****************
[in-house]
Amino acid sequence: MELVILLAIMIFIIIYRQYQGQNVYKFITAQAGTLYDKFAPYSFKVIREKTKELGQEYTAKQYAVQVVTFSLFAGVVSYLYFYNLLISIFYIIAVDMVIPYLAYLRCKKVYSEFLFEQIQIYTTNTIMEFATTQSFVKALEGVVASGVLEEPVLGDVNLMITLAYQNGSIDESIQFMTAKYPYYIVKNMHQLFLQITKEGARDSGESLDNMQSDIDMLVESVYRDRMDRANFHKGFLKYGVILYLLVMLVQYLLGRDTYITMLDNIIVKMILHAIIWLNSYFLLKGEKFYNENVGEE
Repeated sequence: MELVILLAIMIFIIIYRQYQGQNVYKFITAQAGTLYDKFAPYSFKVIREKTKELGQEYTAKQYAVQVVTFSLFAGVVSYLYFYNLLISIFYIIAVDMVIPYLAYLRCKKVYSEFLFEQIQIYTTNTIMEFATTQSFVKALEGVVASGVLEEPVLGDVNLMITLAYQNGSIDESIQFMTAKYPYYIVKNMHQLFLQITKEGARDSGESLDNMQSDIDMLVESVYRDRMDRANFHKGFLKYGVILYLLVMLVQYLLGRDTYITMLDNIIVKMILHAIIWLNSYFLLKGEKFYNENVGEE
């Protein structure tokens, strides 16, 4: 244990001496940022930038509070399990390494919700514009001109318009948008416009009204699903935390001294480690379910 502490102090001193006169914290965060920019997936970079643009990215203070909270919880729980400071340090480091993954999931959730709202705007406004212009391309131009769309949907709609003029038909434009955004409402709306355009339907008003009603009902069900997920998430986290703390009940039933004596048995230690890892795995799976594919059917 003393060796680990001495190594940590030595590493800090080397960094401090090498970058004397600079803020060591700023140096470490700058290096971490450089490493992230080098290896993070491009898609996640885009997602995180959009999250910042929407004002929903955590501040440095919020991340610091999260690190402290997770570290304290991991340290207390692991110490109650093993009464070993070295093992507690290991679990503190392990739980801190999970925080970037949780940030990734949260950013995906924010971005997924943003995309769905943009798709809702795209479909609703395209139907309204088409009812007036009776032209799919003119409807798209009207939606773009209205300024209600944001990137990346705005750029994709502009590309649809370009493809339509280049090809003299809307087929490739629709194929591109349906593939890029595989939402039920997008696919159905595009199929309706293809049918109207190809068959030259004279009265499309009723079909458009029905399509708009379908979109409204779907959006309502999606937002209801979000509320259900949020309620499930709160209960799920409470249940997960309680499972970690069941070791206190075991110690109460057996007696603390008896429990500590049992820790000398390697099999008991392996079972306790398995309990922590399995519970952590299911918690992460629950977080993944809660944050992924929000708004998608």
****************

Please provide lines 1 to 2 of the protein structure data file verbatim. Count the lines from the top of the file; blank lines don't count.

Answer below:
[in-house]
Amino acid sequence: MELVILLAIMIFIIIYRQYQGQNVYKFITAQAGTLYDKFAPYSFKVIREKTKELGQEYTAKQYAVQVVTFSLFAGVVSYLYFYNLLISIFYIIAVDMVIPYLAYLRCKKVYSEFLFEQIQIYTTNTIMEFATTQSFVKALEGVVASGVLEEPVLGDVNLMITLAYQNGSIDESIQFMTAKYPYYIVKNMHQLFLQITKEGARDSGESLDNMQSDIDMLVESVYRDRMDRANFHKGFLKYGVILYLLVMLVQYLLGRDTYITMLDNIIVKMILHAIIWLNSYFLLKGEKFYNENVGEE